00bobrolstonOne person that I miss each day and think about many times through the day, is my father-in-law Bob Rolston, who loved me as his own son. He modeled for me Anabaptist theology of non-resistance and pacifism and non-violence.  I tormented him with much teasing over the years. It took me 25 years to be persuaded that Jesus taught and modeled non-violence and the way of peace.  I repented from my previous beliefs and values and throughout the Lord Jesus revealed to me that He is the embodiment of the way of peace and that it can be lived out by the power of the indwelling Spirit of Christ. We as the ambassadors of Christ do not use the ways and means of the world and of the anti-Christ to advance the Kingdom of God in the earth. War like sickness and disease is demonic and is of the anti-Christ. The evidence is that all of these plunder, steal and destroy. The evidence reveals it is demonic in origin.  God will never use evil in order to accomplish good.  There is no biblical thing that can be perceived as “redemptive violence”, in that God will use violence to bring about good.  Violence has always been and always be demonic.  Christians who espouse the use of violence for good, do so by creating a belief and living out a belief which is contrary to the Christian scriptures.  They in fact create an idol in their own image.  It took a long time, but I embraced the way of Jesus which is the way of peace and a total rejection of the “just war” position. I am forever grateful for the love Bob poured out into my life and the modeling of this way of living that he demonstrated in his own life.

I choose to wear the white poppy

white_poppy_460_230I have supported the white poppy campaign for quite a few years now.  The White Poppy was first introduced by the Women’s Co-operative Guild in 1933 and was intended as a lasting symbol of peace and an end to all wars.  It is a noble ideal and it is one that I support.

PAY-A-white-poppyWhen the Royal British Legion refused to be associated with its manufacture and distribution, the Co-operative Wholesale Society became the producer of the White Poppy.  In the 1930’s many veterans felt the White Poppy undermined their contribution and the lasting meaning of the Red Poppy.  The issue at the time was hotly debated and contested, and some women even lost their jobs for wearing White Poppies.  The White Poppy Appeal is no run by the Peace Pledge Union.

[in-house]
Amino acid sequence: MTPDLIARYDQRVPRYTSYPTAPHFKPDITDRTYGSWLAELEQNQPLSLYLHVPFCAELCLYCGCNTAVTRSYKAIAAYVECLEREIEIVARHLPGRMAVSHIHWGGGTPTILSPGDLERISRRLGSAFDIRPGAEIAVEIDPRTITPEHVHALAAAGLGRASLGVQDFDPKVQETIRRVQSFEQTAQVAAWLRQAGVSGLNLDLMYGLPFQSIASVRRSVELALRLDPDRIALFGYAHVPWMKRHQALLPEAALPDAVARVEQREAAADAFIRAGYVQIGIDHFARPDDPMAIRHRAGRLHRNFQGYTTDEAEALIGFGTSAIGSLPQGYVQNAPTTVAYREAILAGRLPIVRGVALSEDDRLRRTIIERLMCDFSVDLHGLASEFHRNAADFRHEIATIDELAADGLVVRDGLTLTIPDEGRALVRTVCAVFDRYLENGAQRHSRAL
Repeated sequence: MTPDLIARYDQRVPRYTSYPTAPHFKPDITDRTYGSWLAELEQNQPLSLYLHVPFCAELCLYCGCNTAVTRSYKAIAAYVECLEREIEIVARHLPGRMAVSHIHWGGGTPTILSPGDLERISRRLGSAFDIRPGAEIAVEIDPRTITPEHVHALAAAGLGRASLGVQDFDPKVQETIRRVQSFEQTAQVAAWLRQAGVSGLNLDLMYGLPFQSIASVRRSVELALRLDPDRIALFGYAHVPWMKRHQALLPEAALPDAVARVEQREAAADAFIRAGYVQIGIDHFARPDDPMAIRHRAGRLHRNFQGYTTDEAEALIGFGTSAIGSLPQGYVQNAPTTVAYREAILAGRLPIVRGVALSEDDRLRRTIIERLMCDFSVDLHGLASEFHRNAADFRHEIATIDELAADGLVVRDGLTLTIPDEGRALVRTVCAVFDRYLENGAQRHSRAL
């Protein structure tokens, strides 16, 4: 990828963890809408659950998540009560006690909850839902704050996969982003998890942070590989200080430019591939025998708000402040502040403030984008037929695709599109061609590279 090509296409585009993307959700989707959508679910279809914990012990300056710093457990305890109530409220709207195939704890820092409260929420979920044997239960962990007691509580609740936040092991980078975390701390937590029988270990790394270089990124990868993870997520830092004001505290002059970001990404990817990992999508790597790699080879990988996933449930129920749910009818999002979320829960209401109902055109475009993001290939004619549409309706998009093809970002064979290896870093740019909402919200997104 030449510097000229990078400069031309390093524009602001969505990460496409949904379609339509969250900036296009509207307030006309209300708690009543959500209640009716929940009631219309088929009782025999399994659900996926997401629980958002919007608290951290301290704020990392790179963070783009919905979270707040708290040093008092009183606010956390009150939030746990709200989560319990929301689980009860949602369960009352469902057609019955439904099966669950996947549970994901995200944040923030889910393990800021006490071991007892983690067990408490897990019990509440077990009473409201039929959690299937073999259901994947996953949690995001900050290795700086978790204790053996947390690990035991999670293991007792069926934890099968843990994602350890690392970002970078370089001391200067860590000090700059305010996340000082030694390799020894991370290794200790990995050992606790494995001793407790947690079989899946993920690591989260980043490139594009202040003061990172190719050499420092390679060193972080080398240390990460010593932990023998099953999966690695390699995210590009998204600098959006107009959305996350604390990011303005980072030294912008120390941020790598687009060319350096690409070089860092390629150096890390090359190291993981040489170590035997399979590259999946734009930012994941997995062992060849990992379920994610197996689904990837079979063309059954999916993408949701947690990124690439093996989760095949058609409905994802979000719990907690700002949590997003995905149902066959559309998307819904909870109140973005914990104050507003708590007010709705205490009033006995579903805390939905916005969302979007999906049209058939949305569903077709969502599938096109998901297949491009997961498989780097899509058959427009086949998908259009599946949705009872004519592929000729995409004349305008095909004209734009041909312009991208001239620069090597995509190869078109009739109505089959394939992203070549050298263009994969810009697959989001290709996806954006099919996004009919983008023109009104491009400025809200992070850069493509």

I choose to wear the White Poppy for significant reasons:

  • The White Poppy is a symbol of peace while the Red Poppy is a constant reminder of the blood shed by soldiers who died for their country. Remembering the dead soldiers without a government that works to eradicate war as a way to deal with conflict to me dishonours the dead and makes their sacrifices appear trite.
  • The White Poppy is about more than the sacrifices of soldiers. It is about remembering ALL the victims of war, soldiers, civilians and other victims of war.
  • The White Poppy is a reminder that our governments have not eradicated war from the earth. Until that happens we all need to work for peace and an end to war as a means of diplomacy.

ploughsharescriptureAfter World War 2, the UN set up a memorial as an inspirational warning to the nations of the world.  In New York City where the United Nations were permanently established, there is a memorial park set up with a quote from the Old Testament, from the book of Isaiah.

“And he shall judge among the nations, and shall rebuke many people: and they shall beat their swords into  plowshares…” ~ Isaiah 2:4

00stopviolenceWe need to recover, as the Body of Christ, and the Universal Church, what was lost when Constantine bastardized the Church.  The primary teaching of Jesus on the Kingdom of God and the Gospel of Peace was lost and was marginally recovered by different expressions of the Body of Christ over the centuries.  But we need to have a whole new awakening to peace making, and to transforming our world into the kingdoms of our God, through the power of Christ and the Gospel of Peace.  Until we cease viewing “just war” as one of many options for Christians, there will be no real substantive change.  Until we cease from encouraging Christians to be involved in war industries and enlistment in the military establishment, we will not see change.

The Christian Gospel is in conflict with war

00sam_buick_1980War is of the anti-christ, and is not of God. There is no way around it.  We allow “just war” to exist, because we believe in our heart of hearts that God uses “redemptive violence” to accomplish His purposes in the earth.  We end up creating theologies that reflect our own beliefs and not the character of God or the Bible.  We end up with theories of the atonement that are in total conflict with the God of love we know from Scripture and our own relationship with Him.  Penal substitutionary atonement has more in common with our idols that we have made that honor punitive justice rather than honoring the God of grace and love and redemption.  The God of love is not Mars the god of war.  It is time we honor the God of grace and love and redemption, and stop serving Mars the god of war, the Roman god.

Have we learned nothing in 1700 years? Are we citizens of the Kingdom of God, or the kingdom of Mars?  Can we serve two masters?  Is Jesus honored by a follower and disciple who is involved in the military establishment who could be asked to assist or directly intervene and kill another human being?  Is that even possible in your mind?  It appears that we have not made the distinction between what is of God and what is of the kingdoms of this world which is ruled by anti-christ.

Wishing you peace and waging peace, one person at a time.

~ Sam


Why the Poppy? http://www.bbc.co.uk/remembrance/how/poppy.shtml

Benjamin L. Corey post – 11 November 2015  https://www.facebook.com/benjaminlcorey/posts/803956883083552

Peace Pledge Union http://www.ppu.org.uk/

Turning AK-47’s into Guitars – http://popefrancisthedestroyer.blogspot.ca/2015/06/swords-to-ploughshares-no-guns-to.html


About Sam Buick

A lover and disciple of Jesus Christ. Married to my best friend, Lori-Anne. Father to 3 incredible daughters, Carragh, Caitlin and Erinn, and sons-in-law Alex Barry, and Stephen Davis. An avid reader, a Droid user, a Mac addict, a lover of footy ball and football (there is a difference), and hockey. Once a soldier. Once a youth worker. Once an ordained minister. Once a claims adjuster. I don’t mind labels, labels define what type of Christian I am: I am a creationist I am a monergist I am a Trinitarian I am an imputationalist I am a Calvinist I am a cessationist ~ Samuel M. Buick